Ryan Villamael’s nearly two-decade-long art practice, he often says, is a result of a fortuitous pivot. Paint proved too expensive for him as an artist fresh out of the University of the Philippines (UP) Diliman’s Fine Arts program. Paper was something more accessible. Equipped with the exact skill of paper cutting—thanks in part to his childhood tailing his mother, a laboratory technician at UP Los Baños—he set out to literally and figuratively dissect the medium and its meanings.
While paper cutting as a practice was often relegated to a crafty pursuit, he pushed its boundaries and explored themes beyond the tactile. He poured himself into maps and archival books, transforming them, one incisive cut after another, into critical objects questioning hegemonic narratives, particularly about the lives of Filipinos.
Ryan has deconstructed archival maps and subverted their territorial assertions; dissected and subsequently erected black and white photos of Manila ravaged by wars; and even did an “emotional forensics” exercise to investigate his own past. What always ties his growing body of work is a sense of place, a geographic, emotional, historical, sometimes personal epicenter of sorts.
His last show at Silverlens Gallery, “Return, My Gracious Hour,” is a reimagining of the American occupation landscape replete with lofty metal leaves, whose long shadows are just as imposing as their scale. A closer look at the wall where the 38-piece work “Memories of My Town”—named after a Rizal poem that inspired the show—reveals little wonders to those who take their time to peruse through each frame. Among texts of prevailing American-era stereotypes interspersed with intricate paper flora are black and white photos of idyllic rural sceneries from a 1900 book chronicling the Filipino people, their modes of living, customs, industries, climate, and conditions.[READ: Permanent historical marker to commemorate Philippine Village at the 1904 St. Louis World’s Fair in Missouri]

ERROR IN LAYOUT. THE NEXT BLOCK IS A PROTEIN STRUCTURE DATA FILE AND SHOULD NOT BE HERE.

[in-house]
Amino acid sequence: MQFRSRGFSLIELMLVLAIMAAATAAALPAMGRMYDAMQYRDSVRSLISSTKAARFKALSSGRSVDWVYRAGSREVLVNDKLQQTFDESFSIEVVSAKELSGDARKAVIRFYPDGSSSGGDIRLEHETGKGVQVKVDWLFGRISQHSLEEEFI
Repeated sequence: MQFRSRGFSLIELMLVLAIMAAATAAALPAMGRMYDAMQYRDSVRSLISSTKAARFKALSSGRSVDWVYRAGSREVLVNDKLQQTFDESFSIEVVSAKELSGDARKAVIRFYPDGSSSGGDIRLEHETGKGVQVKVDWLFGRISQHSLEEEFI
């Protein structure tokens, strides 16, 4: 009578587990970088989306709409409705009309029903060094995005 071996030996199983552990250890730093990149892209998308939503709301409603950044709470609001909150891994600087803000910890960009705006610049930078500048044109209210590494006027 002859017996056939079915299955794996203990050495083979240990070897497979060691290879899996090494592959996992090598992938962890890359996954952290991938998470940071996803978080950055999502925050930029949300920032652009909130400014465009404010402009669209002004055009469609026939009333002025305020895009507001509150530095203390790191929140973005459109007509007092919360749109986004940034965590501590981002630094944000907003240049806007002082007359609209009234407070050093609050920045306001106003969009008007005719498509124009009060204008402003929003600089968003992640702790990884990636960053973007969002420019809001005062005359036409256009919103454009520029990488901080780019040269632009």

What drew him to this material, he says, are the parallels between our then-emerging nation and the present where some of the consequences of colonial rule still persist.
“The American archives are the most accessible archives online. That period when they colonized us is well documented,” Ryan says. “In a span of almost 50 years, we were observed at a microscopic level: our blood type, hair, the way we talk, eat, interact, dress—lahat! Kasi oddity tayo sa kanila e. Ang liit ng tingin nila sa atin and I think, we still carry it until today. We’re still relearning it.”